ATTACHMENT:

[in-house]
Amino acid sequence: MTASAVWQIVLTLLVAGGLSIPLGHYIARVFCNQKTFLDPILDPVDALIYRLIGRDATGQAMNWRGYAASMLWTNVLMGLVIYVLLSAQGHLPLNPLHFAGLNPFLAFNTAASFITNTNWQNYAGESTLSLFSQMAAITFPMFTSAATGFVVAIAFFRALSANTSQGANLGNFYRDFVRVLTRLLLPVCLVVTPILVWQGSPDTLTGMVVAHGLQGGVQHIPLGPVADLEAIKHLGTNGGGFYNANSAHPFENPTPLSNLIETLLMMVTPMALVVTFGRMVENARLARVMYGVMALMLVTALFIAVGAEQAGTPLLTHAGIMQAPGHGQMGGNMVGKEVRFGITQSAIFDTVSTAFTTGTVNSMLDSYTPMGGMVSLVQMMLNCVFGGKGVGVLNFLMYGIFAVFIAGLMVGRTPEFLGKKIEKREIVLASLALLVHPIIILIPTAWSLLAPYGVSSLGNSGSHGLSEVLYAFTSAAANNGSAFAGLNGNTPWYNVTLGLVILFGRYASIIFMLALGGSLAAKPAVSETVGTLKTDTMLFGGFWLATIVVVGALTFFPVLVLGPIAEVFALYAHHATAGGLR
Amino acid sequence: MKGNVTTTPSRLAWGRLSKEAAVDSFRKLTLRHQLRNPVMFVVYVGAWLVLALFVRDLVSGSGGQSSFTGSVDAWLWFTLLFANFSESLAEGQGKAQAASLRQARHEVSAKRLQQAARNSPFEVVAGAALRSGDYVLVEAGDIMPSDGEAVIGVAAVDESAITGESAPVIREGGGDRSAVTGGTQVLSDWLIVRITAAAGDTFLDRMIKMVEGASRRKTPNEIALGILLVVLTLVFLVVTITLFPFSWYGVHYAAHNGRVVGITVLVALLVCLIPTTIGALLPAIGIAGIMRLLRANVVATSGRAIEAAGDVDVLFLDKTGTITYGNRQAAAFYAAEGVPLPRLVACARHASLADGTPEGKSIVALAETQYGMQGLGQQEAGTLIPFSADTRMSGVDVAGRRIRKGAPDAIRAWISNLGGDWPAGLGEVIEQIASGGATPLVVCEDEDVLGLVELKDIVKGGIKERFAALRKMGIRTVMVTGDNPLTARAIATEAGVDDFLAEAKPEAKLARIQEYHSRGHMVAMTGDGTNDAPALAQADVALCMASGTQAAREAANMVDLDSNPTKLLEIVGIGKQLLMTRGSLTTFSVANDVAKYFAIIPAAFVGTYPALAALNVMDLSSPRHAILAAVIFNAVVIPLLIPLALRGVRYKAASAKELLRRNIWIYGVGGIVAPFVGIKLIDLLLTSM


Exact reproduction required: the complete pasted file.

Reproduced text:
[in-house]
Amino acid sequence: MTASAVWQIVLTLLVAGGLSIPLGHYIARVFCNQKTFLDPILDPVDALIYRLIGRDATGQAMNWRGYAASMLWTNVLMGLVIYVLLSAQGHLPLNPLHFAGLNPFLAFNTAASFITNTNWQNYAGESTLSLFSQMAAITFPMFTSAATGFVVAIAFFRALSANTSQGANLGNFYRDFVRVLTRLLLPVCLVVTPILVWQGSPDTLTGMVVAHGLQGGVQHIPLGPVADLEAIKHLGTNGGGFYNANSAHPFENPTPLSNLIETLLMMVTPMALVVTFGRMVENARLARVMYGVMALMLVTALFIAVGAEQAGTPLLTHAGIMQAPGHGQMGGNMVGKEVRFGITQSAIFDTVSTAFTTGTVNSMLDSYTPMGGMVSLVQMMLNCVFGGKGVGVLNFLMYGIFAVFIAGLMVGRTPEFLGKKIEKREIVLASLALLVHPIIILIPTAWSLLAPYGVSSLGNSGSHGLSEVLYAFTSAAANNGSAFAGLNGNTPWYNVTLGLVILFGRYASIIFMLALGGSLAAKPAVSETVGTLKTDTMLFGGFWLATIVVVGALTFFPVLVLGPIAEVFALYAHHATAGGLR
Amino acid sequence: MKGNVTTTPSRLAWGRLSKEAAVDSFRKLTLRHQLRNPVMFVVYVGAWLVLALFVRDLVSGSGGQSSFTGSVDAWLWFTLLFANFSESLAEGQGKAQAASLRQARHEVSAKRLQQAARNSPFEVVAGAALRSGDYVLVEAGDIMPSDGEAVIGVAAVDESAITGESAPVIREGGGDRSAVTGGTQVLSDWLIVRITAAAGDTFLDRMIKMVEGASRRKTPNEIALGILLVVLTLVFLVVTITLFPFSWYGVHYAAHNGRVVGITVLVALLVCLIPTTIGALLPAIGIAGIMRLLRANVVATSGRAIEAAGDVDVLFLDKTGTITYGNRQAAAFYAAEGVPLPRLVACARHASLADGTPEGKSIVALAETQYGMQGLGQQEAGTLIPFSADTRMSGVDVAGRRIRKGAPDAIRAWISNLGGDWPAGLGEVIEQIASGGATPLVVCEDEDVLGLVELKDIVKGGIKERFAALRKMGIRTVMVTGDNPLTARAIATEAGVDDFLAEAKPEAKLARIQEYHSRGHMVAMTGDGTNDAPALAQADVALCMASGTQAAREAANMVDLDSNPTKLLEIVGIGKQLLMTRGSLTTFSVANDVAKYFAIIPAAFVGTYPALAALNVMDLSSPRHAILAAVIFNAVVIPLLIPLALRGVRYKAASAKELLRRNIWIYGVGGIVAPFVGIKLIDLLLTSM